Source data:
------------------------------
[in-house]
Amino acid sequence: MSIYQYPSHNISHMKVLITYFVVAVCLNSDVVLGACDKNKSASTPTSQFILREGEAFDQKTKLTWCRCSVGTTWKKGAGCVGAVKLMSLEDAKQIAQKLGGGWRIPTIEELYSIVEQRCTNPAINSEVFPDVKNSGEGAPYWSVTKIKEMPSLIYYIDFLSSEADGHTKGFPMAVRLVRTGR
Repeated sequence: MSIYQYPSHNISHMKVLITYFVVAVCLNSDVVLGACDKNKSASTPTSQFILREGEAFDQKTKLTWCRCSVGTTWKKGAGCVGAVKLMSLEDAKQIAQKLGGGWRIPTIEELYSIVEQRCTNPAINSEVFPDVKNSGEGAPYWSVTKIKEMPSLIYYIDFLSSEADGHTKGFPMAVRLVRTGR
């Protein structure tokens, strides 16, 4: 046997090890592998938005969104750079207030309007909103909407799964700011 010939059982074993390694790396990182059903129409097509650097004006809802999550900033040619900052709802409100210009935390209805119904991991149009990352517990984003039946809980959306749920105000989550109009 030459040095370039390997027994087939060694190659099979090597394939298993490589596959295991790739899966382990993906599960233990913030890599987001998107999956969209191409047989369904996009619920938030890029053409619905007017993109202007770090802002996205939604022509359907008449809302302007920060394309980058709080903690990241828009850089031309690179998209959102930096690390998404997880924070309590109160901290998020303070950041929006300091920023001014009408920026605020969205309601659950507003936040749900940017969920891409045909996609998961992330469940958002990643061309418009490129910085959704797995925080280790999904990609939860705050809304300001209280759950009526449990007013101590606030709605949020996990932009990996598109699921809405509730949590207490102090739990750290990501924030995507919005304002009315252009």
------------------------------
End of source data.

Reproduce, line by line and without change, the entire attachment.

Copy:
[in-house]
Amino acid sequence: MSIYQYPSHNISHMKVLITYFVVAVCLNSDVVLGACDKNKSASTPTSQFILREGEAFDQKTKLTWCRCSVGTTWKKGAGCVGAVKLMSLEDAKQIAQKLGGGWRIPTIEELYSIVEQRCTNPAINSEVFPDVKNSGEGAPYWSVTKIKEMPSLIYYIDFLSSEADGHTKGFPMAVRLVRTGR
Repeated sequence: MSIYQYPSHNISHMKVLITYFVVAVCLNSDVVLGACDKNKSASTPTSQFILREGEAFDQKTKLTWCRCSVGTTWKKGAGCVGAVKLMSLEDAKQIAQKLGGGWRIPTIEELYSIVEQRCTNPAINSEVFPDVKNSGEGAPYWSVTKIKEMPSLIYYIDFLSSEADGHTKGFPMAVRLVRTGR
């Protein structure tokens, strides 16, 4: 046997090890592998938005969104750079207030309007909103909407799964700011 010939059982074993390694790396990182059903129409097509650097004006809802999550900033040619900052709802409100210009935390209805119904991991149009990352517990984003039946809980959306749920105000989550109009 030459040095370039390997027994087939060694190659099979090597394939298993490589596959295991790739899966382990993906599960233990913030890599987001998107999956969209191409047989369904996009619920938030890029053409619905007017993109202007770090802002996205939604022509359907008449809302302007920060394309980058709080903690990241828009850089031309690179998209959102930096690390998404997880924070309590109160901290998020303070950041929006300091920023001014009408920026605020969205309601659950507003936040749900940017969920891409045909996609998961992330469940958002990643061309418009490129910085959704797995925080280790999904990609939860705050809304300001209280759950009526449990007013101590606030709605949020996990932009990996598109699921809405509730949590207490102090739990750290990501924030995507919005304002009315252009």